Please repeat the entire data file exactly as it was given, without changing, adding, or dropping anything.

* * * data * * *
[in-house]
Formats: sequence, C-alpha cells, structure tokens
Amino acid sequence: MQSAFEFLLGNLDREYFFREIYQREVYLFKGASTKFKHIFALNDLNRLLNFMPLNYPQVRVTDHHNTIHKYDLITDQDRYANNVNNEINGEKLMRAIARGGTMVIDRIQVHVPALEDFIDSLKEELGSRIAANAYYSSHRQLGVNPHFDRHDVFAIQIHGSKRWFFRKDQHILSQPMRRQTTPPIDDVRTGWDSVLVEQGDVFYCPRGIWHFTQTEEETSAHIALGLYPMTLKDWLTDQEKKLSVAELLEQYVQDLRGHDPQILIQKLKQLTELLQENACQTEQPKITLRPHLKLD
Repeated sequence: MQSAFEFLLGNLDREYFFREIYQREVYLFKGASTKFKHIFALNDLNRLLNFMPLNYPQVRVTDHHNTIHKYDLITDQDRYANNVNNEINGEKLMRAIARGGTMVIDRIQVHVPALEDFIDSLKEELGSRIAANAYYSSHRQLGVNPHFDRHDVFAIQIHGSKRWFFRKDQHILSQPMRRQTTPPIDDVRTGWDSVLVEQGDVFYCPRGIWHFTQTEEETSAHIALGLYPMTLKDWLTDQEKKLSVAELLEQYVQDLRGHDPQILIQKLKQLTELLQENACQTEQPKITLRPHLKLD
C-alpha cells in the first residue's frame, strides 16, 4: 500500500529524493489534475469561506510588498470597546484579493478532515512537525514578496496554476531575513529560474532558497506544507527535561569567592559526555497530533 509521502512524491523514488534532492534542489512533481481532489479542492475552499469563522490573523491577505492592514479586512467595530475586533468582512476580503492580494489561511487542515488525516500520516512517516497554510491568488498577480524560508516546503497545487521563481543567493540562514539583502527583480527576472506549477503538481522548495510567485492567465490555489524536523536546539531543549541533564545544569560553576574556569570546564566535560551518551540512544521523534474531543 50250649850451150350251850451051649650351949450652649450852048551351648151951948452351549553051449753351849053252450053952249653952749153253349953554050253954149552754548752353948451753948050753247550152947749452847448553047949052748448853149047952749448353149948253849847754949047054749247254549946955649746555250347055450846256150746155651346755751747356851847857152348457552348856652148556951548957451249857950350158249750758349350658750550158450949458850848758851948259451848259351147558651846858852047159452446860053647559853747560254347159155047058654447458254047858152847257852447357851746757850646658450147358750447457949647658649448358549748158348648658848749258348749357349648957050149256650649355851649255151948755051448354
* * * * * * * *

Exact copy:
[in-house]
Formats: sequence, C-alpha cells, structure tokens
Amino acid sequence: MQSAFEFLLGNLDREYFFREIYQREVYLFKGASTKFKHIFALNDLNRLLNFMPLNYPQVRVTDHHNTIHKYDLITDQDRYANNVNNEINGEKLMRAIARGGTMVIDRIQVHVPALEDFIDSLKEELGSRIAANAYYSSHRQLGVNPHFDRHDVFAIQIHGSKRWFFRKDQHILSQPMRRQTTPPIDDVRTGWDSVLVEQGDVFYCPRGIWHFTQTEEETSAHIALGLYPMTLKDWLTDQEKKLSVAELLEQYVQDLRGHDPQILIQKLKQLTELLQENACQTEQPKITLRPHLKLD
Repeated sequence: MQSAFEFLLGNLDREYFFREIYQREVYLFKGASTKFKHIFALNDLNRLLNFMPLNYPQVRVTDHHNTIHKYDLITDQDRYANNVNNEINGEKLMRAIARGGTMVIDRIQVHVPALEDFIDSLKEELGSRIAANAYYSSHRQLGVNPHFDRHDVFAIQIHGSKRWFFRKDQHILSQPMRRQTTPPIDDVRTGWDSVLVEQGDVFYCPRGIWHFTQTEEETSAHIALGLYPMTLKDWLTDQEKKLSVAELLEQYVQDLRGHDPQILIQKLKQLTELLQENACQTEQPKITLRPHLKLD
C-alpha cells in the first residue's frame, strides 16, 4: 500500500529524493489534475469561506510588498470597546484579493478532515512537525514578496496554476531575513529560474532558497506544507527535561569567592559526555497530533 509521502512524491523514488534532492534542489512533481481532489479542492475552499469563522490573523491577505492592514479586512467595530475586533468582512476580503492580494489561511487542515488525516500520516512517516497554510491568488498577480524560508516546503497545487521563481543567493540562514539583502527583480527576472506549477503538481522548495510567485492567465490555489524536523536546539531543549541533564545544569560553576574556569570546564566535560551518551540512544521523534474531543 50250649850451150350251850451051649650351949450652649450852048551351648151951948452351549553051449753351849053252450053952249653952749153253349953554050253954149552754548752353948451753948050753247550152947749452847448553047949052748448853149047952749448353149948253849847754949047054749247254549946955649746555250347055450846256150746155651346755751747356851847857152348457552348856652148556951548957451249857950350158249750758349350658750550158450949458850848758851948259451848259351147558651846858852047159452446860053647559853747560254347159155047058654447458254047858152847257852447357851746757850646658450147358750447457949647658649448358549748158348648658848749258348749357349648957050149256650649355851649255151948755051448354